OpenCL Image Filtering on the Nexus 10

>> Wednesday, March 27, 2013

I've coded a practical OpenCL example for the Nexus 10 and the code is on Github. The app works in six stages:

  1. The user clicks a button to take a picture.
  2. The Activity receives image data from the camera, places it in a ByteBuffer, and passes it to the native function.
  3. The native function sends the buffer data to the GPU, which executes the OpenCL kernel.
  4. The kernel performs 3x3 spatial convolution and places the result in an output buffer.
  5. The native function reads the GPU's result and places the data in a ByteBuffer.
  6. The Activity creates a bitmap from the ByteBuffer containing the filtered image.
I tried using OpenCL's image processing routines, but the Mali GPU doesn't support the CL_ARGB format. I tried using two-dimensional work-items, but that gave me an odd error. So here's the kernel:
__kernel void camera_filter(__global int *input_img,
                            __global int *out_img,
                            int width, int height) {

   int offset, red, green, blue;
   int row = get_global_id(0)/width;
   int col = get_global_id(0) - row * width;
   int4 pixels[3], color_vec;

   /* Set filter coefficients */
   int4 k0 = (int4)(-1, -1,  0,  0);
   int4 k1 = (int4)(-1,  0,  1,  0);
   int4 k2 = (int4)( 0,  1,  1,  0);

   /* Set filter denominator */
   int denom = 1;

   if((row > 0) && (col > 0) && (col < width-2) && (row < height-1)) {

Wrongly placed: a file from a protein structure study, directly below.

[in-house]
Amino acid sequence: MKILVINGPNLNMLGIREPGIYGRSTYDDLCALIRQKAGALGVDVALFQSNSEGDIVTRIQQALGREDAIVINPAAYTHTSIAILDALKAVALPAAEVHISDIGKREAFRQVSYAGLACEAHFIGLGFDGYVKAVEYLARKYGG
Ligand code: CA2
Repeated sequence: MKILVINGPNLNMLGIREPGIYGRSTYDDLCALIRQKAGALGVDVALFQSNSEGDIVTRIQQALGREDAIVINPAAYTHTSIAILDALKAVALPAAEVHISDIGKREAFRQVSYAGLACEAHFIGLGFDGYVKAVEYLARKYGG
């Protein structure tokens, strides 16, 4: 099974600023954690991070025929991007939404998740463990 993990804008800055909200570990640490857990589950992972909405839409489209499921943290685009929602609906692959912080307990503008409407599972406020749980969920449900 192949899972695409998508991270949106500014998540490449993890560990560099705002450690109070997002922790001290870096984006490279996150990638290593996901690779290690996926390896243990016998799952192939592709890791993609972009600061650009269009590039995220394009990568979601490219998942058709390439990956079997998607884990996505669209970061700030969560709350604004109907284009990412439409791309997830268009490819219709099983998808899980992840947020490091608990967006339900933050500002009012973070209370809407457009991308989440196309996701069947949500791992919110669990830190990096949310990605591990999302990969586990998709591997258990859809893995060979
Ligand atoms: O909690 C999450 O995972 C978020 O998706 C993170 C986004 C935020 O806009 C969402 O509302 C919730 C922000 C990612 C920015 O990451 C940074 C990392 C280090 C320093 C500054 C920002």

/* Read input image data into private memory */
      offset = (row-1) * width + (col-1);
      pixels[0] = vload4(0, input_img + offset);
      pixels[1] = vload4(0, input_img + offset + width);
      pixels[2] = vload4(0, input_img + offset + 2*width);

      /* Compute red component */
      color_vec = ((pixels[0] & 0x00ff0000) >> 16) * k0 +
                  ((pixels[1] & 0x00ff0000) >> 16) * k1 +
                  ((pixels[2] & 0x00ff0000) >> 16) * k2;
      red = clamp((color_vec.s0 + color_vec.s1 + color_vec.s2)/denom, 0, 255);

      /* Compute green component */
      color_vec = ((pixels[0] & 0x0000ff00) >> 8) * k0 +
                  ((pixels[1] & 0x0000ff00) >> 8) * k1 +
                  ((pixels[2] & 0x0000ff00) >> 8) * k2;
      green = clamp((color_vec.s0 + color_vec.s1 + color_vec.s2)/denom, 0, 255);

      /* Compute blue component */
      color_vec = (pixels[0] & 0x000000ff) * k0 +
                  (pixels[1] & 0x000000ff) * k1 +
                  (pixels[2] & 0x000000ff) * k2;
      blue = clamp((color_vec.s0 + color_vec.s1 + color_vec.s2)/denom, 0, 255);

      /* Update output pixel in global memory */
      out_img[get_global_id(0)] = 0xff000000 + (red << 16) + (green << 8) + blue;
   }
   else {
      out_img[get_global_id(0)] = input_img[get_global_id(0)];
   }
}

The filter's operation is determined by the coefficients in the three int4 vectors. In this case, the filter gives a 3D shadow to the image. The coefficients are defined in the kernel at the moment, but ideally, they'd be set by the user at runtime. I'll see what I can do.

On a scale from 1 to 10, I'd give this project's difficulty a solid 10. The problem isn't the OpenCL, but interfacing Java and OpenCL through the JNI. It would be nice if Android had something like Aparapi, which makes it possible to directly execute OpenCL kernels from Java.